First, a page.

Balint: It’s true; they grow Brazil nuts and, as I said, walnuts. Chile, as a matter-of-fact, is increasing their plantings. As their plantings increase, their initial sales will remain within the South American continent. When they get into the summer, especially late summer, they will sell what they have left into markets like Korea, and if they can, France and Germany. They basically go into our markets and try to sell in advance of our crop.
CAT: How are California growers doing? They are going through another year of drought, and I’m sure you are worried….
Balint: Everyone is, and we are all waiting for the other shoe to drop. Here we are with another record crop, and we know the reason for that. It’s because five or six years ago, somebody planted more walnuts, and they are coming online now. It appears as though we are trying to grow more walnuts in the middle of the drought, though the fact of the matter is those trees went in the ground long before water scarcity became as bad as it currently is.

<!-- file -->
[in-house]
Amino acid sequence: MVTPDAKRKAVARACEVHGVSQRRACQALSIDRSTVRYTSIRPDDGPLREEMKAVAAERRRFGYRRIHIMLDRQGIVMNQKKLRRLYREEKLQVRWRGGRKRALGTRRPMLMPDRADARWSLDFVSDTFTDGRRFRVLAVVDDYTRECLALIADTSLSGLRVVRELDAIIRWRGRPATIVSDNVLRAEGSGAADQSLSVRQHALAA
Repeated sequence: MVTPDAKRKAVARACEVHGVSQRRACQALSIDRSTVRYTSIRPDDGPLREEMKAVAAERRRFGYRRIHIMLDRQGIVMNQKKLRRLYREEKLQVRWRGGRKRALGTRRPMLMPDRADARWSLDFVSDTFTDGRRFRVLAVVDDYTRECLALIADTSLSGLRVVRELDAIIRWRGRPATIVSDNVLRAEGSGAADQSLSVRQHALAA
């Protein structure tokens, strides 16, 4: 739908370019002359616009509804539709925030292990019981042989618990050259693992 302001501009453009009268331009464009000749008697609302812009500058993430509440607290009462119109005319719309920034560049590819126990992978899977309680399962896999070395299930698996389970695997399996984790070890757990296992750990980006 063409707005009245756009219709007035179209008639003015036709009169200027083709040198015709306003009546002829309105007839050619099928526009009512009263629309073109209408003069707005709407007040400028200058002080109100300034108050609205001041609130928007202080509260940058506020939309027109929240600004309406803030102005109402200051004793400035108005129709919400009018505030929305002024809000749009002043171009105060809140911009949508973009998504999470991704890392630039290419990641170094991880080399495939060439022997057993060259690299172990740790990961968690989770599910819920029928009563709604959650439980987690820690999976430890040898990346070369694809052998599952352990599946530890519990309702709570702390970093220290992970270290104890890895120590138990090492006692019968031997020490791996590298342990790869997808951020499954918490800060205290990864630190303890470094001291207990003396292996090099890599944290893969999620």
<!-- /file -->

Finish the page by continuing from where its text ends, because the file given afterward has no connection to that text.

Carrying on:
CAT: Exactly, Fresno County just released their numbers last month and broke a record 7 billion dollars. Kern County and Tulare County broke records as well. In terms of ag value, we are not taking such a hit, mainly due to high nut prices.
Balint: Even before I was in the commodity business, I used to work for a company in Massachusetts called William Underwood Company. They had B&M (Burnham & Morrill Company) Baked Beans, Underwood Deviled Ham and other meat spreads. That is where I learned about commodities.